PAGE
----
I have been endeavoring to examine the key arguments KJV only advocates use to defend their belief system. I boiled their arguments down to six key presuppositions. I am currently looking over the third argument, what I call the textual argument.
That is the idea put forth by KJVO apologetics that the King James is translated from the best original language manuscripts both in the Old and New Testaments. King James advocates believe these original language manuscripts are the best because they represent the majority of all the manuscript evidence available to us, God’s people used them consistently and they were never laid aside, as it were, so as to fall out of use.
The last article undertook a brief summary of OT textual preservation and how the OT texts were preserved for our use today. With this article, I would like to review NT textual preservation. Honestly, I cannot begin to interact with the entire history of textual criticism as it developed over the last few hundred years. However, I hope I can compare and contrast how KJVO advocates claim the NT was preserved with the genuine historical facts of how God did preserve the NT.
As I mentioned in my post on OT preservation, KJVO advocates generally present their view of preservation in light of the NT manuscripts. Rarely do they present a detailed discussion of OT preservation. This is primarily due in part to the fact Hebrew is a much more difficult language to grasp and there are better manuscripts with fewer variant readings than what is available with the NT. Thus, when a person picks up a KJVO publication, or hears one of their lectures, the discussion of preservation and manuscripts has the NT in mind rather than the OT. This is important to remember; because unless the reader is alert to this fact, he will get the mistaken notion that the term “majority of manuscripts” applies to the entire Bible and not just the NT.
In their discussion of preservation, particularly the NT, KJVO advocates will talk about the Majority Text (MT) and the Received Text, also know as the Textus Receptus (TR), and the Alexandrian Text. They have the tendency to confuse the MT with the TR making them appear to be one and the same, which is not true, as we shall see.
I stated above that KJVO advocates argue the King James is the best translation because it is the only English translation translated from what is considered the majority of manuscripts (MT). The NT for modern versions, like the NASB or the NIV, is translated from the minority of the manuscript evidence available to us. They are called the minority because the NT witnesses in the Greek are far less in number than what is found in the MT.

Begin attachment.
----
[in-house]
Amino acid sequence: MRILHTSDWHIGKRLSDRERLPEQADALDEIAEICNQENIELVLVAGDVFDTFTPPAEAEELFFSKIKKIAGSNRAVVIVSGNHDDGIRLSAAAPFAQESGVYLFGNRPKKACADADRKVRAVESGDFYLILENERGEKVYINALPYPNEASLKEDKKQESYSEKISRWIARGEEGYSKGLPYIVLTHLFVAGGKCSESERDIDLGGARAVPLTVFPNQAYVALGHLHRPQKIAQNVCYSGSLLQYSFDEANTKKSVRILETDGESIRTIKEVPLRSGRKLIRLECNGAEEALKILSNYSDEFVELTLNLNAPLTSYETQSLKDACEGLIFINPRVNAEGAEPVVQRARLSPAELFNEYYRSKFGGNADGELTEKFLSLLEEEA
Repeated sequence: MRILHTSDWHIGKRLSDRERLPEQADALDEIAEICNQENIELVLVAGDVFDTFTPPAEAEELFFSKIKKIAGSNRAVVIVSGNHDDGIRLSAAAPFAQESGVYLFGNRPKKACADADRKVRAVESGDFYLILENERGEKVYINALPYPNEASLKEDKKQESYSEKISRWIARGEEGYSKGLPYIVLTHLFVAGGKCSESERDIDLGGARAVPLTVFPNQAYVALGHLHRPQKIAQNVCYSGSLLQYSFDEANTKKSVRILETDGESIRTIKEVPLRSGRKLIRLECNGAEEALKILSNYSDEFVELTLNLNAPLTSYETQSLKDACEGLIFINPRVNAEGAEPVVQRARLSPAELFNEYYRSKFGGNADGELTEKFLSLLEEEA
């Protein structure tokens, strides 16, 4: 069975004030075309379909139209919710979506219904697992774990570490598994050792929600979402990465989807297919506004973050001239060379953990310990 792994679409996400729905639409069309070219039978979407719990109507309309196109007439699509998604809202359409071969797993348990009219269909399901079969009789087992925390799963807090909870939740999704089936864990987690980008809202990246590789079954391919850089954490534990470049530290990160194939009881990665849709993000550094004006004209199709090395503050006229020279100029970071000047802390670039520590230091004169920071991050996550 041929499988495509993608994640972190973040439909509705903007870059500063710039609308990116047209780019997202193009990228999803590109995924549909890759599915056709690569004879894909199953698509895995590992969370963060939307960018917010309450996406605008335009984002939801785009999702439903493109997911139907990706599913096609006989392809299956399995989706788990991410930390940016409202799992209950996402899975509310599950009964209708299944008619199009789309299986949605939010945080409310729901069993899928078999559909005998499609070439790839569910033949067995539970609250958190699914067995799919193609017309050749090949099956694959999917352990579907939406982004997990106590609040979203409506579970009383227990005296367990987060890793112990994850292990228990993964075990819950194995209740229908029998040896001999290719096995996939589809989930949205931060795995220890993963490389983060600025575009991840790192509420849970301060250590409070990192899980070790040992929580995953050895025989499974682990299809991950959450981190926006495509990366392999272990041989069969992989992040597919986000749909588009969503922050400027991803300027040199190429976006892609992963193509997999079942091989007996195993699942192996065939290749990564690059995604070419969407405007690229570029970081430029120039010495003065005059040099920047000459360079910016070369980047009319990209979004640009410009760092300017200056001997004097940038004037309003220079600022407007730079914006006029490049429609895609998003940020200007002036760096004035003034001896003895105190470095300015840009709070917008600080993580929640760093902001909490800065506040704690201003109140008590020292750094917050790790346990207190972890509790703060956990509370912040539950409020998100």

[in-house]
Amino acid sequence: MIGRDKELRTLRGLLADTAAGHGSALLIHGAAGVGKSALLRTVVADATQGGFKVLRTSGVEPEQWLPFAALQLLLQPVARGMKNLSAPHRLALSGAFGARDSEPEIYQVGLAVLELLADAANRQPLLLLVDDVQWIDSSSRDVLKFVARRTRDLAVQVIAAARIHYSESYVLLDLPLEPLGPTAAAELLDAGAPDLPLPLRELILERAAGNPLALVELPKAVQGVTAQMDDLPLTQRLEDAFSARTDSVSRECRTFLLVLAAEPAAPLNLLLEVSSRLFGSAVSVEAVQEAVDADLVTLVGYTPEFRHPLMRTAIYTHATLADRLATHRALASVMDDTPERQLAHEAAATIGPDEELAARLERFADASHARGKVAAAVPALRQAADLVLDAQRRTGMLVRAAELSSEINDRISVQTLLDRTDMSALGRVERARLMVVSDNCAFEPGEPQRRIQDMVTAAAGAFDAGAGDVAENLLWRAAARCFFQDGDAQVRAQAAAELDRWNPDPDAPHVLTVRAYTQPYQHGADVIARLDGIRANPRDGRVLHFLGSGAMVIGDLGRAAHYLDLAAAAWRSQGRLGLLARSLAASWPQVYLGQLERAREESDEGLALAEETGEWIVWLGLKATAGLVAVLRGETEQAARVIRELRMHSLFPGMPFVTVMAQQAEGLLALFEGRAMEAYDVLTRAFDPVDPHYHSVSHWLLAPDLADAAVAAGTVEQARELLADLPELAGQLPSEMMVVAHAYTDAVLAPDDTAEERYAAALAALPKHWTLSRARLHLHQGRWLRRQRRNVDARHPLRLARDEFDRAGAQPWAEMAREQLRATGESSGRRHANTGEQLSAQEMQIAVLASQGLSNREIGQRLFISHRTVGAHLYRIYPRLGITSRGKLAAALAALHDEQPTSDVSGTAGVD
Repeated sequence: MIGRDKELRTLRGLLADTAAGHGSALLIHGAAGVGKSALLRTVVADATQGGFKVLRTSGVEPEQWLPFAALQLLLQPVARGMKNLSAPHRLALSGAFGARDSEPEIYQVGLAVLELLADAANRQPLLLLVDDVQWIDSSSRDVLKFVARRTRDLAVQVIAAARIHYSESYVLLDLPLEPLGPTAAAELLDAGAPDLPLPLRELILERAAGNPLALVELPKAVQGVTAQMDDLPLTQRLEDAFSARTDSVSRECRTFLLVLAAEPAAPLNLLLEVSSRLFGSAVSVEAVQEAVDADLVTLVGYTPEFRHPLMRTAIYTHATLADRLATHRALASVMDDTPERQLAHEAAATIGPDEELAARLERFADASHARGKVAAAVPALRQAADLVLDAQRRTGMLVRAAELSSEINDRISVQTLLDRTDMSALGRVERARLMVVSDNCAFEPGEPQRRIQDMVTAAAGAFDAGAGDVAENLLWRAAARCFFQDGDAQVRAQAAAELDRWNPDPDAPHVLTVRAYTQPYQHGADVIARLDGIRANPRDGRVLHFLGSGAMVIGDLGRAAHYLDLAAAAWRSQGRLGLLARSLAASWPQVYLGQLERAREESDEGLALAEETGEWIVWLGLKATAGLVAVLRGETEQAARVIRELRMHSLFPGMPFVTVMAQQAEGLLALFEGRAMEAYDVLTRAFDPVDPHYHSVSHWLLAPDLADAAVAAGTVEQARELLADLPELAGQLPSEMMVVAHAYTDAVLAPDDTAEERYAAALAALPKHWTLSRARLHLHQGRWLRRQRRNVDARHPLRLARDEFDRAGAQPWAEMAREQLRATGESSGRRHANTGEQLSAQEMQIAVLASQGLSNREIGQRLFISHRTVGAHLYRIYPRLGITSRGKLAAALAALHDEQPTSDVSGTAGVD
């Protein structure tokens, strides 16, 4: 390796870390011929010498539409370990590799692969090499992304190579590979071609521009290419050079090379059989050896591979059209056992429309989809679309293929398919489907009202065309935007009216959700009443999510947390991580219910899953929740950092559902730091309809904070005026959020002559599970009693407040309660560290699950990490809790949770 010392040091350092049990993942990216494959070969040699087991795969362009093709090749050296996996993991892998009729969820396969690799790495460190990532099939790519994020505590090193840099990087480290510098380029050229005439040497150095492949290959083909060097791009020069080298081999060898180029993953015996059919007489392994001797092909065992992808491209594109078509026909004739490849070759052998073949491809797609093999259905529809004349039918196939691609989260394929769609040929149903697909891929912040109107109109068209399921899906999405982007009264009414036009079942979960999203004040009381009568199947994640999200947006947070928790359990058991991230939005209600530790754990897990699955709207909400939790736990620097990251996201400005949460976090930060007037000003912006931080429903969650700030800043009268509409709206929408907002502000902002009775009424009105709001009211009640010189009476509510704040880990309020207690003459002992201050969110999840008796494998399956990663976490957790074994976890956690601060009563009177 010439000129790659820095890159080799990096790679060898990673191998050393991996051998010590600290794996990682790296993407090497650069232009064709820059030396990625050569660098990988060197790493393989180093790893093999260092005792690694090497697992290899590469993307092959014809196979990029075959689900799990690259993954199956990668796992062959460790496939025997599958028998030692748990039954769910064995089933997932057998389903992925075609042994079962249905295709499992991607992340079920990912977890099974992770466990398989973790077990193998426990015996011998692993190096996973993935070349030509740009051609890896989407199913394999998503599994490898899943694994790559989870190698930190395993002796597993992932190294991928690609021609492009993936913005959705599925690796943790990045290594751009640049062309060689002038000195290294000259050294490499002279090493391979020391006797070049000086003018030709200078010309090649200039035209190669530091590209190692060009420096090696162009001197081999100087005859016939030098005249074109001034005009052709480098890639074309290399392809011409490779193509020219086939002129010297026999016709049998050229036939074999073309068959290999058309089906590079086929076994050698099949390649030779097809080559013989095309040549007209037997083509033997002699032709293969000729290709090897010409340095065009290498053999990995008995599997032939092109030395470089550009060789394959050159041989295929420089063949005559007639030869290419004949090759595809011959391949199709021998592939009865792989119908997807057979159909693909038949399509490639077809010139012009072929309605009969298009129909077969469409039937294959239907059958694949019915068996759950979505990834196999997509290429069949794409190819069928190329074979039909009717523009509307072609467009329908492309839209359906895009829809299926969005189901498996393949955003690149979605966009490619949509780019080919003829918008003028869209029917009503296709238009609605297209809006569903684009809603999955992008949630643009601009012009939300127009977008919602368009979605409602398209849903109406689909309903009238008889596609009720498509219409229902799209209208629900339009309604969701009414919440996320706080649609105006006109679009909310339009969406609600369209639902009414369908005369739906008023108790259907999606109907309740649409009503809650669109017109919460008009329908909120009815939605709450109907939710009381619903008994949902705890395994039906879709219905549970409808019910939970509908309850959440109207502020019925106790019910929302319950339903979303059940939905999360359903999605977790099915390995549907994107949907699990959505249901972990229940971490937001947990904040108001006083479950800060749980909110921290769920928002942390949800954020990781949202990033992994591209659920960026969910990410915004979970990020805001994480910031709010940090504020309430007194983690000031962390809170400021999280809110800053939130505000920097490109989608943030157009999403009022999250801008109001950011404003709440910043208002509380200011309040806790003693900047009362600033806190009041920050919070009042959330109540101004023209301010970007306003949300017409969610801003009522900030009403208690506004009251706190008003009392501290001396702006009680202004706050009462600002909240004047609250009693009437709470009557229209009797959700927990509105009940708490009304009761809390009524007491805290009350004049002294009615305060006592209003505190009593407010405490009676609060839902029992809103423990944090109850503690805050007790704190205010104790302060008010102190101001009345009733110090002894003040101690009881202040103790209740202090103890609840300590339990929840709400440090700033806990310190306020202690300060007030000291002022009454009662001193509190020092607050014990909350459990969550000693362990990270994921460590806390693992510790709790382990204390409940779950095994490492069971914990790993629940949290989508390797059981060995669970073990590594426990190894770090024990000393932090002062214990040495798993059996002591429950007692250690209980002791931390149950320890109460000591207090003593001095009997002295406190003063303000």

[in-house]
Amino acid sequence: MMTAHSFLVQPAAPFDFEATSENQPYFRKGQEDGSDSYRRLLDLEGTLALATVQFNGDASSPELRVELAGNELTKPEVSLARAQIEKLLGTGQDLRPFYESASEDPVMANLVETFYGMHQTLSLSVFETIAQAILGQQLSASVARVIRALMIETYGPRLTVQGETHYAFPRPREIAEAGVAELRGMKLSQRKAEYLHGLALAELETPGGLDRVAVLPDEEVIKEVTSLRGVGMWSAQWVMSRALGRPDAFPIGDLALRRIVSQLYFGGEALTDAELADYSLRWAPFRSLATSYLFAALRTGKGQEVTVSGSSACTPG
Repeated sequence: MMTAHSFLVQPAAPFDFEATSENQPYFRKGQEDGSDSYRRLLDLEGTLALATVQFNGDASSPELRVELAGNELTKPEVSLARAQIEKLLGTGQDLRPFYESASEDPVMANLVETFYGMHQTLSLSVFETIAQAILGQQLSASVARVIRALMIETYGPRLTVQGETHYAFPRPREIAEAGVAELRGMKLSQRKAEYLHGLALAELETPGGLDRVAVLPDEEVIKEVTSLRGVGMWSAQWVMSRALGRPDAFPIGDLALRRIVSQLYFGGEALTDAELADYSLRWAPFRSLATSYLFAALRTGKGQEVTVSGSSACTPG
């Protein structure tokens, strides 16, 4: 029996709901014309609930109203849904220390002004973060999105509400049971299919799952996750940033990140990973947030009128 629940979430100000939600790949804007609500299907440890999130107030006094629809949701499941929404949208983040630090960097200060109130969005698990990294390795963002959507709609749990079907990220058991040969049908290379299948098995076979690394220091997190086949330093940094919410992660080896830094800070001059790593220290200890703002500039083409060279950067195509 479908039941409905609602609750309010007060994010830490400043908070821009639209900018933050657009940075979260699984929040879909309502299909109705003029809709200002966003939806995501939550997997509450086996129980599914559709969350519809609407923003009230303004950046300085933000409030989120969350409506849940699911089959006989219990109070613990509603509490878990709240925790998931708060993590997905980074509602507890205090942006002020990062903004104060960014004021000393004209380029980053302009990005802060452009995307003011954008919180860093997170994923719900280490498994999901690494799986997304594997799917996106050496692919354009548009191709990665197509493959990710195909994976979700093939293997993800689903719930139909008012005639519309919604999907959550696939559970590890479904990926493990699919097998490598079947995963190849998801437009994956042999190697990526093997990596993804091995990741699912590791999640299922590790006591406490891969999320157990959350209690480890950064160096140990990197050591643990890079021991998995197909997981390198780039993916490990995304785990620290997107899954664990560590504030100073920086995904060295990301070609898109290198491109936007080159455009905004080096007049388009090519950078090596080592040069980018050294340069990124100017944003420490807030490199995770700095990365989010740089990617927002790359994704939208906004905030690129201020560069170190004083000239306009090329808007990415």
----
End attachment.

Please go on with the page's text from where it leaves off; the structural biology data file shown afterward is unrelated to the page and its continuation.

KJVOs further argue that these minority manuscripts have their source in and around Alexandria, Egypt, hence the reason why they are called the “Alexandrian texts”. This marks them with suspicion, because Alexandria was allegedly a hotbed for theological heresy. Additionally, KJVO advocates will point out how these manuscripts are in excellent condition, indicating that God’s people never used them or they would have been worn out with use over time. Then lastly, it is believed those manuscripts give the appearance of being altered by heretics, which makes them even more problematic.
I will consider this last claim of being altered by heretics in my next post, but for now I wish to explore the KJVO claim that the MT represents the best manuscripts, where as the minority are inferior, by providing a brief summary of the New Testaments transmission.
I have already noted in previous articles that all ancient documents, like the Bible, were hand copied. Copying by hand produced some slight problems. The most notable is the presence of variants, copying errors, alternate readings, or spelling of words when two or more copies of the same document are compared.
Variants are inescapable with hand written documents; however, it is important to point out the variants rarely alter the meaning of the text. That point is especially when we have such a massive storehouse of copies with the OT and NT documents to compare and contrast. Instead of God preserving His word in just one divinely guided stream of texts, He chose to preserve it with a host of copies – all containing variants and copying errors – yet all of them still have the same content and message when examined. I believe this is exactly what we find when we consider the preservation of the NT.
So how did the NT come to us? All the Gospels and epistles were written in Greek by God’s chosen apostles and or apostolic associates. Even during the time of the Apostles, the Christian Churches were gathering up their writings and maintaining them as being the inspired Word of God. These writings would be copied by other Christians and passed along to other Churches.
The key difference between the maintenance of the NT documents in the early history of the Church and that of the OT is there was no officially trained scribal class controlling the transmission of those copies. New Testament Christians felt at liberty to allow other Christians, or anyone for that matter, to copy the NT documents. It could be a Roman soldier, a businessman, or a farmer. Because of this attitude, three factors occurred: